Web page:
Many providers argue that one of the greatest barriers to increasing community inclusion is the dire shortage of staff in the developmental disability field. Individuals often need staff support to be able to get out into the community. When any agency is short-staffed, time in the community is often the first thing to be removed. Because of this, many advocacy organizations have made salary increases for the developmental disability workforce one of their top legislative priorities.

References

Access Recreation Boston. Connecting people with disabilities to accessible recreation opportunities. https://accessrec.org/

The Arc of South Norfolk’s Family Autism Center. ALEC (Autism and Law Enforcement Education Coalition). https://www.arcsouthnorfolk.org/alec

Spirituality and Cultural Life

Participation in a community of faith can provide an immense source of inner strength, spiritual growth, learning, and social support for people of all ages; it can also serve as a source of valuable social capital that can be tapped for practical supports and access to a more inclusive community. Some congregations have made the crucial leap from serving autistic children in religious education programs to welcoming autistic adults as fully contributing members of a church, temple, mosque, or other house of worship. These congregations are dedicated to developing the unique gifts of all their members by experimenting with initiatives that match autistic adults with meaningful roles in the congregation. Other congregations harness their substantial networking power to locate jobs and volunteer placements in the larger community for their members with autism and other developmental disabilities.

Individuals and families seeking this experience of genuine belonging should look for those particular congregations in every denomination and/or faith community that clearly “get it” and are leading the way on full religious and community inclusion: these can serve as valuable role models for one’s own faith community. Such congregations increasingly are working together within and across denominations to share best practices and spread the message of universal welcome. The vision of this movement is that all congregations eventually will live out the core teachings of their respective faiths to recognize and honor the sacred in each and every individual.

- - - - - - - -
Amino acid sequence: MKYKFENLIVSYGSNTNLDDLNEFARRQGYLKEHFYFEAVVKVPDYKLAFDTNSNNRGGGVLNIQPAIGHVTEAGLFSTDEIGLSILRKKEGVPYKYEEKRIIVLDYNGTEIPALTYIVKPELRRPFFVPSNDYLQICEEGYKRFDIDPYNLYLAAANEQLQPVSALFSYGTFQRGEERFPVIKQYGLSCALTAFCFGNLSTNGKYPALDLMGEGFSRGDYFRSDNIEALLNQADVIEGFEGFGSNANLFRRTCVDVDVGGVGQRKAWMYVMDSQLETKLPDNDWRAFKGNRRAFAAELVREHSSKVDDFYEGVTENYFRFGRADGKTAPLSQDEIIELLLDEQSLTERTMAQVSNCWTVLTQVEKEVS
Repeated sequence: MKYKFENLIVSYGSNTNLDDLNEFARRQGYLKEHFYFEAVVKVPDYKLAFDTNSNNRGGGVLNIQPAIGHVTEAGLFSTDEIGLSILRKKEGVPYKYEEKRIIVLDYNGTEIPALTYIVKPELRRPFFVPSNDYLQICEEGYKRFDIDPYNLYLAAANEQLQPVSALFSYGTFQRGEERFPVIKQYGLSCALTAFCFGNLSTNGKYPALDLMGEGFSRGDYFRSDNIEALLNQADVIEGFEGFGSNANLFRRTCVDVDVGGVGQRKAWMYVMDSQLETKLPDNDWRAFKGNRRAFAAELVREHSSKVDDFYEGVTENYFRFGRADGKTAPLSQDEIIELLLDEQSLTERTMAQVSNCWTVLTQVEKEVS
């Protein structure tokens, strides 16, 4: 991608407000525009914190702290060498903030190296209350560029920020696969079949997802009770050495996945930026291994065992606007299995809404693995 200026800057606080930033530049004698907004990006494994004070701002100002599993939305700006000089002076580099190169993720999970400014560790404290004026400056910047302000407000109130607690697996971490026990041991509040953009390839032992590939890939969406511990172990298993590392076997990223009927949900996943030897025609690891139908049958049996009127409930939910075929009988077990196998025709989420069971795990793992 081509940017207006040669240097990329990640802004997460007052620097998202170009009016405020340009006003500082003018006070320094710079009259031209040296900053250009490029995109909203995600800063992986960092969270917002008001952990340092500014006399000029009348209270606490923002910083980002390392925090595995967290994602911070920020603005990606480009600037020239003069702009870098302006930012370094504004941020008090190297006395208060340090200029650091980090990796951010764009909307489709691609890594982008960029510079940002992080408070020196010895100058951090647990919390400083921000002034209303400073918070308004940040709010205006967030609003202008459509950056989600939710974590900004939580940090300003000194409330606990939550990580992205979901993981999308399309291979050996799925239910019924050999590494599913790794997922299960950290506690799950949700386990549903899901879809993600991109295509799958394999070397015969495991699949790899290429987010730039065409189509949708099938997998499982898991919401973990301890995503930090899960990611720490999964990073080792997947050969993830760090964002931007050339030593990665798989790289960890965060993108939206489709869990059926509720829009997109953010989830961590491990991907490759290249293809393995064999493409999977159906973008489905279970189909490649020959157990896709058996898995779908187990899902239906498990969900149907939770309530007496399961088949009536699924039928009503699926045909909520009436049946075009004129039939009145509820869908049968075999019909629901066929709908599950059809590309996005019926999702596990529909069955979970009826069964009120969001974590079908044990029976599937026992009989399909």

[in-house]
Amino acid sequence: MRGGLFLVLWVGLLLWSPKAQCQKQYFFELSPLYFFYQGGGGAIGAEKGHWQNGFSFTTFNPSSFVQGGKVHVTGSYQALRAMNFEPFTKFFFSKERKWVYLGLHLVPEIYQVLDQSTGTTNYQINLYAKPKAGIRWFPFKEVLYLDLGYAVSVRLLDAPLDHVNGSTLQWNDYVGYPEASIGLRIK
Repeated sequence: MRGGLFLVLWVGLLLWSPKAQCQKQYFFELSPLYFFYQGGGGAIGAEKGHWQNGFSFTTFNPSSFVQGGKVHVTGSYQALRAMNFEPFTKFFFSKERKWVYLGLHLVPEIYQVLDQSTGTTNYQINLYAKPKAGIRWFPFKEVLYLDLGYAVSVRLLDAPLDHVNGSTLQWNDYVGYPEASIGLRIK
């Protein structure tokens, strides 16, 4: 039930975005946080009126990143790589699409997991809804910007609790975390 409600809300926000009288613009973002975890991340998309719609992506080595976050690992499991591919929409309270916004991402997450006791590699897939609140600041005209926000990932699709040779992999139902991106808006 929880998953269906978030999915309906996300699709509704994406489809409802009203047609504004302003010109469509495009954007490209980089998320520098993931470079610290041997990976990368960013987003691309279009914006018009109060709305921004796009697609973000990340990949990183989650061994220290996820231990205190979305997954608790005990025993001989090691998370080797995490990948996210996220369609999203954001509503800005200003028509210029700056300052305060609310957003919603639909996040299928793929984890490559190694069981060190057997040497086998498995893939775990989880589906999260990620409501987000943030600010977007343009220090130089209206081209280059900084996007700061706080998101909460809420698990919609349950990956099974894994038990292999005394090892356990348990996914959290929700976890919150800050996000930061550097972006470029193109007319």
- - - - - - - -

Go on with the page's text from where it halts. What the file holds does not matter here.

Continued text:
References

Carter, E.W. (2007). Including People with Disabilities in Faith Communities: A Guide for Service Providers, Families & Congregations. Baltimore, Maryland: Brooks Publishing Co.

Gaventa, W.C. (2018). Disability and Spirituality: Recovering Wholeness.  Waco, Texas: Baylor University Press.

Resources

Autism & Faith Resources. Autism Society

Autism and Faith: A Journey into Community

All Belong Center on Inclusive Education

Collaborative on Faith and Disability

Enabled Muslim

Institute on Theology and Disability Putting Faith to Work

Ruderman Synagogue Inclusion Project

Housing

One of the most pressing concerns of caregivers is how to identify, finance, and plan for appropriate long-term housing for autistic adults. The lack of comprehensive, accessible housing that adequately meets the needs of adults with developmental disabilities has resulted in many living at home with their aging parents, who may have problems of their own, or in unsuitable housing failing to match their reasonable expectations for independence and privacy. Parents of adult children with disabilities have the additional responsibility of making plans to provide for their loved ones when they die, often leading to a situation where adults end up living with a sibling or into a state-funded group home. Often this is the first time in the individual’s life that s/he has left the family home, and can be a traumatic experience at a time when they are dealing with deep bereavement. In many residential settings, adults with autism have limited control over their daily lives and little say in how their services are provided. It is anticipated that as more communication devices become available, individuals with autism will be able to take a more active role in the decision-making process regarding their everyday existence.

There are some promising developments on the horizon in the field of community housing for long-term elder care, where multigenerational and shared responsibility are purposefully incorporated. Senior life planning is another area where many creative ideas are surfacing as society confronts changing demographics and these models could provide increased stability and social structure in the lives of those aging with autism. A conspicuous example would be intergenerational housing which would include a number of affordable units designated for aging parents, or siblings, and their adult autistic relative.  Then when the last family member dies, the adult would still be able to remain in the unit with its community support structure thus avoiding stress at a traumatic period in one’s life.